Mariana also meets with a transgender woman who is having her bottom injected admitting she ‘loves the feeling’
Speaking to Mariana in a new documentary, Miss T reveals she ‘never in a million years’ thought she’d be working in the underground but in her 20s she was making so much money as a pumper she ‘didn’t know what to do with it’.
‘It started out in our community, the first people I seen it done were trans women, [sic]’ she explained while wearing a face mask and sunglasses to conceal her identity.
‘When I transitioned, doctors will look at you crazy, if you came in saying you want implants.
‘When I was 19, I went to the doctor, I said “I want implants”. I heard all there nurses and doctors laughing saying “that’s a guy, he wants implants'” they were just laughing and they said “go tell him no”.’
Miss T says she’s given hundreds of people injections and admits that it’s ‘super easy money’ as she charges $1,000 for the 15-minute procedure but says that it’s ‘very risky’ because if caught she could face up to 10 years behind bars.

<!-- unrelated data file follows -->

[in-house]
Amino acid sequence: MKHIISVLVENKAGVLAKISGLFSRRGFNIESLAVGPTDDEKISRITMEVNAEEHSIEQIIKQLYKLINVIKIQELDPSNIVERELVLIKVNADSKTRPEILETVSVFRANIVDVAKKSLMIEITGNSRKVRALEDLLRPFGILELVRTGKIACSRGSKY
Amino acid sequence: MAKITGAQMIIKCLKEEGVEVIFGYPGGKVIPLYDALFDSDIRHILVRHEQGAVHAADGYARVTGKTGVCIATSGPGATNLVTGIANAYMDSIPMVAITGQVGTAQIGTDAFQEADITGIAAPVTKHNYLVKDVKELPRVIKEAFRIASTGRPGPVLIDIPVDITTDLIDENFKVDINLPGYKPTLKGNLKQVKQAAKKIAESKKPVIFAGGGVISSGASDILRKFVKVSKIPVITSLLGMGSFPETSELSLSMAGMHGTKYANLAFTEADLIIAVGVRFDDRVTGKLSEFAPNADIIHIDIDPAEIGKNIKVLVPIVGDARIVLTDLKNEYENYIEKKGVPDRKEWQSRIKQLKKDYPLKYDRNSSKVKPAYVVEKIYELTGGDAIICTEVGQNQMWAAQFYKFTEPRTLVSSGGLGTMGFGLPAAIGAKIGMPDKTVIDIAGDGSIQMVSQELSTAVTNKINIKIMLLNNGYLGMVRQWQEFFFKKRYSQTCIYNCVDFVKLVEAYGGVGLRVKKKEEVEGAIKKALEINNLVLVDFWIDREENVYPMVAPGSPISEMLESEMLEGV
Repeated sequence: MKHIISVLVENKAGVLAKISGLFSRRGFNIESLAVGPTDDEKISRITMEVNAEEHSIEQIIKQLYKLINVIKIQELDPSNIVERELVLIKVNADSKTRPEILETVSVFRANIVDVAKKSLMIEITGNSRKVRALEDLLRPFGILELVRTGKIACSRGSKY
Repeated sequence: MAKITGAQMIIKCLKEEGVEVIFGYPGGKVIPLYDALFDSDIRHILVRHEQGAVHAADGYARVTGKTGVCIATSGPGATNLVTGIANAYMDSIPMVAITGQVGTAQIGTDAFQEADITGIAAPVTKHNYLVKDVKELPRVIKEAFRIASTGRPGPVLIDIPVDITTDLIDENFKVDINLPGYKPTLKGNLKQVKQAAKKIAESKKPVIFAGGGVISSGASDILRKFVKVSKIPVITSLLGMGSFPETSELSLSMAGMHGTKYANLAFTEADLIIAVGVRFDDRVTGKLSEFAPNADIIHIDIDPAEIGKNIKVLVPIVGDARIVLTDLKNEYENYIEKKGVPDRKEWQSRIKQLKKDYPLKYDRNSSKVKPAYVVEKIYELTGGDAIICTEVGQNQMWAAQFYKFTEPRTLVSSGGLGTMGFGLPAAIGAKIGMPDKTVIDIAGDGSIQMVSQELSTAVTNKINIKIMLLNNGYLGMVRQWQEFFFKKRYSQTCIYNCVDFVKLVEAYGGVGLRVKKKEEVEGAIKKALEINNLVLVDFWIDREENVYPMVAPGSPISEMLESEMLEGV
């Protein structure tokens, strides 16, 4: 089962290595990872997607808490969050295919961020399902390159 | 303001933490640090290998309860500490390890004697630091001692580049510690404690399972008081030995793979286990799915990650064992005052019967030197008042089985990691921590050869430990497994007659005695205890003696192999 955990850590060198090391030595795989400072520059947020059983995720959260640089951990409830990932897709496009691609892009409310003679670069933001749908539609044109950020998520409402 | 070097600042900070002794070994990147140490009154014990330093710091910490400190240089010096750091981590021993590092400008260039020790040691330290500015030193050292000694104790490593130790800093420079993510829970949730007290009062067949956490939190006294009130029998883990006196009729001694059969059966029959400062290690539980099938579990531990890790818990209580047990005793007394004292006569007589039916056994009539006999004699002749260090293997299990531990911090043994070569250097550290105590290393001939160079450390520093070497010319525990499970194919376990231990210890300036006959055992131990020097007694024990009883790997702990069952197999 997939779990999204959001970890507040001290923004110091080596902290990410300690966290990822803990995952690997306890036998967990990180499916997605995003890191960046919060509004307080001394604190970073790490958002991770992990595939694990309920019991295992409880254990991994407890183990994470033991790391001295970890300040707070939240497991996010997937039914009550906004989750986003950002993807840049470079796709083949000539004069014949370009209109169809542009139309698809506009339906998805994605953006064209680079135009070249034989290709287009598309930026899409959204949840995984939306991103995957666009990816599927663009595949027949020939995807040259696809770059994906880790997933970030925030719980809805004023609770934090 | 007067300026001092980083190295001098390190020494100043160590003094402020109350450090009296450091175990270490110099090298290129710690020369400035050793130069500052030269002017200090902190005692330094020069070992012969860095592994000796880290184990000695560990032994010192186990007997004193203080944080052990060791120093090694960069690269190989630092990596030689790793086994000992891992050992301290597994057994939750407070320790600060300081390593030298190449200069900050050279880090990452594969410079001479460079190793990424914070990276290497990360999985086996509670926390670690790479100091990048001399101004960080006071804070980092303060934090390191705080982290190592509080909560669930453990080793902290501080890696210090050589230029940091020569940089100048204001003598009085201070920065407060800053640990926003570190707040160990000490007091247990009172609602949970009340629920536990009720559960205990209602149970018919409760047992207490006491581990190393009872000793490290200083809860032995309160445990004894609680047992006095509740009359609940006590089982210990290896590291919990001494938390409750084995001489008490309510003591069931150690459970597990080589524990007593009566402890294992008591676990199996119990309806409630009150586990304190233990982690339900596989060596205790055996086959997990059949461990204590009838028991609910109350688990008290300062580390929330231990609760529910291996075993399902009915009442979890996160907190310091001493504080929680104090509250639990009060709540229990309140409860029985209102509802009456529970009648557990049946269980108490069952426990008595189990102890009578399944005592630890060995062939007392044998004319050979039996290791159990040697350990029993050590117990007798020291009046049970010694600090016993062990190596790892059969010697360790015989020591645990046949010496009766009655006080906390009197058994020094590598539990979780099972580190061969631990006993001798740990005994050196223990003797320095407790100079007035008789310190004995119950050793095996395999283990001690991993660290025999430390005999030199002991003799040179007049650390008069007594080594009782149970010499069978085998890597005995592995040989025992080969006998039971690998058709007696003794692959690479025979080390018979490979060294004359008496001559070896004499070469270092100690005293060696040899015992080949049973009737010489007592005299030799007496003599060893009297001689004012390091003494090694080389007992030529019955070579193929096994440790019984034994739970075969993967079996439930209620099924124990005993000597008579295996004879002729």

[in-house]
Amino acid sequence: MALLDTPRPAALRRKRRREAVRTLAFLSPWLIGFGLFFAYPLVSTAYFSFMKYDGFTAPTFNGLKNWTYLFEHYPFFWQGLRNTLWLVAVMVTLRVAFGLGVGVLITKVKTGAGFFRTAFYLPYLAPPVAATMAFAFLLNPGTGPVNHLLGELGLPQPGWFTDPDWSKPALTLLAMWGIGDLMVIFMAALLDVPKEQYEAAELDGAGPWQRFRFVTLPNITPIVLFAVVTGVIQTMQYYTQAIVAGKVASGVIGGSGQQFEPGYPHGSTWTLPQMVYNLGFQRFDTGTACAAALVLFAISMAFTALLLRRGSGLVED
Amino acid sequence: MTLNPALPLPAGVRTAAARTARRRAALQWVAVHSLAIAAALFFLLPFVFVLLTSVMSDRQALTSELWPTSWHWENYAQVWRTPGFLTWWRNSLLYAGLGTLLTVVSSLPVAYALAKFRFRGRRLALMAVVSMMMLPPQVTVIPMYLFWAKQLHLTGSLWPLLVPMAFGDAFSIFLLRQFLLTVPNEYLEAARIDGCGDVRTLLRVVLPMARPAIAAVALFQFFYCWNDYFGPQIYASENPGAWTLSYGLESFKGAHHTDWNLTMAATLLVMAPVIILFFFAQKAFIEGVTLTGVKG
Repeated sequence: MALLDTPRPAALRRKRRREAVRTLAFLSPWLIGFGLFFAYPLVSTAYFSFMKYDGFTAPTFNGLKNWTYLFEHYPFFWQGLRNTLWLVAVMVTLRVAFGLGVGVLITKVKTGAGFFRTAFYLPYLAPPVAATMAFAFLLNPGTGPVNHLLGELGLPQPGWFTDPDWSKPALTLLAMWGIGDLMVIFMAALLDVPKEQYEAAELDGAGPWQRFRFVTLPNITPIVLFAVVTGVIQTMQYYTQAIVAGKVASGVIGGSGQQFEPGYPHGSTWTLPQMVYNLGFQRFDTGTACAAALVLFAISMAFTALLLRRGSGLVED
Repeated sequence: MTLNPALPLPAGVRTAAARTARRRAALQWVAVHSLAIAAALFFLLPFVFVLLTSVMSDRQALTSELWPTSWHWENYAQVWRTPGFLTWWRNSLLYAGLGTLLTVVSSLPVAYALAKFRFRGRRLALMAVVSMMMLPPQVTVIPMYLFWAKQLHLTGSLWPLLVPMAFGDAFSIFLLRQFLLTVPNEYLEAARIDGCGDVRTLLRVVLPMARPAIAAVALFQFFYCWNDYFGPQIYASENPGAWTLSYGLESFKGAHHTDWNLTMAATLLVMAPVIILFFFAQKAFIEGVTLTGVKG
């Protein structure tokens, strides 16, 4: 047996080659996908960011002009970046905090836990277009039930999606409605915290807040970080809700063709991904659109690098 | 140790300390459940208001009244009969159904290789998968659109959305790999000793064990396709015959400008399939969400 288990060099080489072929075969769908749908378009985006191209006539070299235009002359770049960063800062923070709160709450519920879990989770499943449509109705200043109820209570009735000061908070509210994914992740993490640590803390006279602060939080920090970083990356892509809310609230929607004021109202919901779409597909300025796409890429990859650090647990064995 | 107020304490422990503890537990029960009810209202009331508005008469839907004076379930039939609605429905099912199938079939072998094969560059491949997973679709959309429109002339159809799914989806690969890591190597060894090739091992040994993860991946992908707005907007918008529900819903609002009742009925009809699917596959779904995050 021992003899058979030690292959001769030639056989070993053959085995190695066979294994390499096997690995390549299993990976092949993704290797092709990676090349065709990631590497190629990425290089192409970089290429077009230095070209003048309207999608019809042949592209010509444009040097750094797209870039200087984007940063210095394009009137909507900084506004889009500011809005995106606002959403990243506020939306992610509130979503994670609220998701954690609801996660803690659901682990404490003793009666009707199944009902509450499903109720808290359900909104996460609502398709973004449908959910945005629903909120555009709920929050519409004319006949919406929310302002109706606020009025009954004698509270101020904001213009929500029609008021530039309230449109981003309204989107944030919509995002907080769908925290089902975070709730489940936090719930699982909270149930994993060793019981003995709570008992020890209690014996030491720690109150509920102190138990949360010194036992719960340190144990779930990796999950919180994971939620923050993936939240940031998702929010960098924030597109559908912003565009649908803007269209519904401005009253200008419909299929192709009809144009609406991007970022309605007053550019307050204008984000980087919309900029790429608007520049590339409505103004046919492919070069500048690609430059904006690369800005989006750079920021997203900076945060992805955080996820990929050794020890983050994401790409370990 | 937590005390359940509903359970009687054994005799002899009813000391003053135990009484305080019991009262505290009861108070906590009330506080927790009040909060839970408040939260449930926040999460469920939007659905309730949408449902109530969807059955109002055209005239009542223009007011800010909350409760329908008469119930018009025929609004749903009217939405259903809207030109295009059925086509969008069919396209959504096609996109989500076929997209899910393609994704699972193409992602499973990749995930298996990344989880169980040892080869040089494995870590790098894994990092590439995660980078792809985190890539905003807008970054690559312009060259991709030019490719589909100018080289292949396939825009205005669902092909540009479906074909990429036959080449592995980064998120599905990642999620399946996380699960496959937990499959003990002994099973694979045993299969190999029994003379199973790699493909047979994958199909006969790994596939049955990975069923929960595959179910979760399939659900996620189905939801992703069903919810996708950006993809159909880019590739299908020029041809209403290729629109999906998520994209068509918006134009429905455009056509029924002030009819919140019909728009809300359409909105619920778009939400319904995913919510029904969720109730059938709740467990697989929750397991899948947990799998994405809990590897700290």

She added that she’s been set up by clients and robbed as they known she will have a lot of cash on her.
Mariana also met with D’Nisha Monroe, who works as a waitress in a strip club in Atlanta. D’Nisha, who said dancers can make up to $10,000 a night, revealed that 90 per cent of people working at the night club have had cosmetic surgery
National Geographic documentary Trafficked with Mariana van Zeller (pictured) explores the startling reality of US clinics and underground, unlicensed practitioners like Miss T who are responding to the growing demand for butt injections and Brazilian Butt Lifts (BBL) as women seek to artificially create the curvaceous bodies popular on Instagram